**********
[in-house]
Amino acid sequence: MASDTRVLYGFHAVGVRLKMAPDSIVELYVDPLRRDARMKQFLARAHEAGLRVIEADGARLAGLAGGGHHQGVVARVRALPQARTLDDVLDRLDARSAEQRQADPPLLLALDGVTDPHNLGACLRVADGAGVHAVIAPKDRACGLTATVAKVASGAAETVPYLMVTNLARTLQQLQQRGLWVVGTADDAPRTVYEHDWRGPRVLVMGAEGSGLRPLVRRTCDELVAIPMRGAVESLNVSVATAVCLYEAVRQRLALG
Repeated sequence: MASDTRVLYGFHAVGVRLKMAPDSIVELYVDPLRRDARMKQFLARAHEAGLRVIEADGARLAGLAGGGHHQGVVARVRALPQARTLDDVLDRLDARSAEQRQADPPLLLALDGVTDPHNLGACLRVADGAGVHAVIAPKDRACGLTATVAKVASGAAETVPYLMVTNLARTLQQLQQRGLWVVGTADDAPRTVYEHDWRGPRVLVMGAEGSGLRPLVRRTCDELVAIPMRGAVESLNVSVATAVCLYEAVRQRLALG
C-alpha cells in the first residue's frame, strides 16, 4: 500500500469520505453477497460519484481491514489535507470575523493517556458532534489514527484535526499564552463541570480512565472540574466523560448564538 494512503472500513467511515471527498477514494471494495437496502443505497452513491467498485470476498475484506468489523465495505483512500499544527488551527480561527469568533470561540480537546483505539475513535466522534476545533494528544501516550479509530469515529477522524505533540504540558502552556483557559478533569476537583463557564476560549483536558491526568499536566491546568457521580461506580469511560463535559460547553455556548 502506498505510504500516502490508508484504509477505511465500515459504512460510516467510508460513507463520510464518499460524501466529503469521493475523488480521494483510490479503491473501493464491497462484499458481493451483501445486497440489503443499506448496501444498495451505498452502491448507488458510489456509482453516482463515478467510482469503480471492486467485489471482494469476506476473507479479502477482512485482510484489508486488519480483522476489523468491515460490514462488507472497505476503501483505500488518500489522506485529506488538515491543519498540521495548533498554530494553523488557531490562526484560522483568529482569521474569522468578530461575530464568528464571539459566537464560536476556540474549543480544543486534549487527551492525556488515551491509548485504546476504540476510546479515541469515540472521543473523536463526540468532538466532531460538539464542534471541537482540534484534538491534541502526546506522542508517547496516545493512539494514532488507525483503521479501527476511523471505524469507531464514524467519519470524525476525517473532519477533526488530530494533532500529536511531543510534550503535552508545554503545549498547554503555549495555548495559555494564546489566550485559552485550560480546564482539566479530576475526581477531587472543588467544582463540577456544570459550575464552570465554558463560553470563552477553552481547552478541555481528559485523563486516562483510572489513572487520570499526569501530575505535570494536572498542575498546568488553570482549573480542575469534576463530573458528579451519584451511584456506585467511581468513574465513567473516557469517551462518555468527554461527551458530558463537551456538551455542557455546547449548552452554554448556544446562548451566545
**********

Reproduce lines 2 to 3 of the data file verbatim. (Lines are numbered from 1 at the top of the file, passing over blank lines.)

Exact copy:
Amino acid sequence: MASDTRVLYGFHAVGVRLKMAPDSIVELYVDPLRRDARMKQFLARAHEAGLRVIEADGARLAGLAGGGHHQGVVARVRALPQARTLDDVLDRLDARSAEQRQADPPLLLALDGVTDPHNLGACLRVADGAGVHAVIAPKDRACGLTATVAKVASGAAETVPYLMVTNLARTLQQLQQRGLWVVGTADDAPRTVYEHDWRGPRVLVMGAEGSGLRPLVRRTCDELVAIPMRGAVESLNVSVATAVCLYEAVRQRLALG
Repeated sequence: MASDTRVLYGFHAVGVRLKMAPDSIVELYVDPLRRDARMKQFLARAHEAGLRVIEADGARLAGLAGGGHHQGVVARVRALPQARTLDDVLDRLDARSAEQRQADPPLLLALDGVTDPHNLGACLRVADGAGVHAVIAPKDRACGLTATVAKVASGAAETVPYLMVTNLARTLQQLQQRGLWVVGTADDAPRTVYEHDWRGPRVLVMGAEGSGLRPLVRRTCDELVAIPMRGAVESLNVSVATAVCLYEAVRQRLALG